A cognitive science perspective on knowledge acquisition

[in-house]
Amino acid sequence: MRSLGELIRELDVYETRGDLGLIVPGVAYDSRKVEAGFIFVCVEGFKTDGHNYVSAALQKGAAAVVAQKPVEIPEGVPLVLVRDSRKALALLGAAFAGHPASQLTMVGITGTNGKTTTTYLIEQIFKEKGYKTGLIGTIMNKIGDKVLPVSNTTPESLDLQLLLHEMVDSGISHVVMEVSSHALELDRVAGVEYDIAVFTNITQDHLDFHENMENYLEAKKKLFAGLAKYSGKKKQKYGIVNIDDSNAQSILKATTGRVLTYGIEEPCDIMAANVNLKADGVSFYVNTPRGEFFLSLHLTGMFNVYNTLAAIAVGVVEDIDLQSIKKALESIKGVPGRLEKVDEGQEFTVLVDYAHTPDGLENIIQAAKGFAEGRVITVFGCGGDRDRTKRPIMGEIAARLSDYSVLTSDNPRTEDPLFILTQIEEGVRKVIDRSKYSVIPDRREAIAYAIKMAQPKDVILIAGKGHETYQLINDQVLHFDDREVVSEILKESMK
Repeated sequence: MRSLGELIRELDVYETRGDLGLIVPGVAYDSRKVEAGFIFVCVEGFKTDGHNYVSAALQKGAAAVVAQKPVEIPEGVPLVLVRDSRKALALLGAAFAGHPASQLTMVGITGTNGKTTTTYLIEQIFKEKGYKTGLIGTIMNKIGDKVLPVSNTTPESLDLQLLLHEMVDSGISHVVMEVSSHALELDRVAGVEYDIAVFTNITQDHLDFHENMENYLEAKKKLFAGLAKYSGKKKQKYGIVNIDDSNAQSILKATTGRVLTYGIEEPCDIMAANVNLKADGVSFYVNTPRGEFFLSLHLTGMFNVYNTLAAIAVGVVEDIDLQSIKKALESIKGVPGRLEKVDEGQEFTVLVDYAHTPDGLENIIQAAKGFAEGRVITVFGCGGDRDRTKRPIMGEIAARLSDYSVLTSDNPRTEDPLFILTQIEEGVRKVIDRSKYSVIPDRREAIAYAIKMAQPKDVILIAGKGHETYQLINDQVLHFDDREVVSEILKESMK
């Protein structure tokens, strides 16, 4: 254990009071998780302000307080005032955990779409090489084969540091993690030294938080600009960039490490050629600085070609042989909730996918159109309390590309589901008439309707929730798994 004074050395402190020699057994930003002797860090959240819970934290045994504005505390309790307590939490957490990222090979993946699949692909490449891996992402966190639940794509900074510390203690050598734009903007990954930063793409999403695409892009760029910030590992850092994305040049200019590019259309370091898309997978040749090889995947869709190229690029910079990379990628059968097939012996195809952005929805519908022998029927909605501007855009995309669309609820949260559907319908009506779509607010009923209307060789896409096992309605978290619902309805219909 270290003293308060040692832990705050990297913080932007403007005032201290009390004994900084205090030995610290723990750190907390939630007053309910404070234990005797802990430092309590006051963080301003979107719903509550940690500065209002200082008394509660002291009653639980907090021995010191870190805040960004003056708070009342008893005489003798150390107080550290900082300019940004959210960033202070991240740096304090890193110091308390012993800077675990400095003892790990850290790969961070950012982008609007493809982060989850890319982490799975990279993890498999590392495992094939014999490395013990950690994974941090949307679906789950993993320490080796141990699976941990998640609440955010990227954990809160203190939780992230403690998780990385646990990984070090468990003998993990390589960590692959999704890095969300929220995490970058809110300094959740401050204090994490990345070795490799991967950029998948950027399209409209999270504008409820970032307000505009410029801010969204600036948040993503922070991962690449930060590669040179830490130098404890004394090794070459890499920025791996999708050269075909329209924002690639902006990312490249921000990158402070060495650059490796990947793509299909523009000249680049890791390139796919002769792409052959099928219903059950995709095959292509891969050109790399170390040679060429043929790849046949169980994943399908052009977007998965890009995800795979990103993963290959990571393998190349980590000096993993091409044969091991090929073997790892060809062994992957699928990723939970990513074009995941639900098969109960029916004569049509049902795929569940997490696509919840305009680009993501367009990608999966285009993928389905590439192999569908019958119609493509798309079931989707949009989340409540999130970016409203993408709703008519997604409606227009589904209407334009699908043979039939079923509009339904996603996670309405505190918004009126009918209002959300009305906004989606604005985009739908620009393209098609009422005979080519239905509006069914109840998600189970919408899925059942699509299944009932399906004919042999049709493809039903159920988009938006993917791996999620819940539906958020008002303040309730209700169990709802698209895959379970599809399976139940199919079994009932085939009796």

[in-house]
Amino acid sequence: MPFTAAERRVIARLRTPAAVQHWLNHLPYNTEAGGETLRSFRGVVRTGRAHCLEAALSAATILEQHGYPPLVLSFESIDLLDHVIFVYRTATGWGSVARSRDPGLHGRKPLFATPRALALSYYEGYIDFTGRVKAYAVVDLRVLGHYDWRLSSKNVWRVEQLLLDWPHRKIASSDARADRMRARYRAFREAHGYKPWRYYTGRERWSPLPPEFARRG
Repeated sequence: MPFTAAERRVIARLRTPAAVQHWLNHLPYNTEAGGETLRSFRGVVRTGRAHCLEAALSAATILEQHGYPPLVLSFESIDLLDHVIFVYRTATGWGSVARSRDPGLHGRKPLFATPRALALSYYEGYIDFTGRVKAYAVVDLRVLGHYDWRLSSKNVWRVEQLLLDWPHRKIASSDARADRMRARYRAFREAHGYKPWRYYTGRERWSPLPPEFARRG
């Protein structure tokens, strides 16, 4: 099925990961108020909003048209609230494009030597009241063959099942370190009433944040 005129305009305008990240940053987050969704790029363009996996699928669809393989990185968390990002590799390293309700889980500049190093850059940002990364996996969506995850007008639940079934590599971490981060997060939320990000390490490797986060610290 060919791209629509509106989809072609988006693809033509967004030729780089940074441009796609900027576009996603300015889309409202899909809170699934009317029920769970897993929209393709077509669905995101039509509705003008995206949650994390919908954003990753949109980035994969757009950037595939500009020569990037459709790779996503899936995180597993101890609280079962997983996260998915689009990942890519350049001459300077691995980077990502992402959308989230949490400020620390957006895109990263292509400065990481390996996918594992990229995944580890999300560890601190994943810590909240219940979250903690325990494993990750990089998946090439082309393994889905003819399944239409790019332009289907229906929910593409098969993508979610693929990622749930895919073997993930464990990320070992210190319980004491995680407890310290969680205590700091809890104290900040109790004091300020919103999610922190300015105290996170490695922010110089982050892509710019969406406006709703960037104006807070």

Looking back over 25 years of R&D in knowledge acquisition – particularly mediated by workshops and a journal founded by Brian Gaines – it is remarkable how topics and perspectives have changed. We started from the assumption that the knowledge acquisition bottleneck was due to the problems of experts expressing their expert knowledge. However, explicitly available knowledge, as, e.g., in handbooks, appeared often sufficient to construct an adequate ‘artificial problem solver’. Expert systems became knowledge systems. The bottleneck was rather experienced in modeling the domain knowledge and the reasoning control – the problem solving method (PSM) – for automated execution. By developing libraries of reusable PSMs, or implementing shells with built-in PSMs, this bottleneck could be eased. Specifications of domain knowledge lead to the development of ontologies: another source for reuse. Despite the fact that this brought sufficient technology for a mature engineering methodology, little use is made of it in current practice, and developing ‘intelligent’ software is not much different today from what it was at the beginning of the 80-ies. A more impressive heritage of knowledge acquisition R&D is the introduction of technology for building ontologies. These found their way via knowledge management to the architecture of the Semantic Web. In research apparent solutions also bring new problems. Two of these problems are suggested by empirical cognitive science research. The first one is that knowledge as represented in currently available (top-level) ontologies are too simple, because high level concepts may come in design ‘patterns’: a view that has recently also been taken up in the Knowledge Acquisition community. The second problem is the fact that despite much empirical research in cognitive psychology, we have insufficient insight in how we acquire new conceptualizations from text. This is a serious bottleneck for an early dream in knowledge acquisition: automated knowledge acquisition.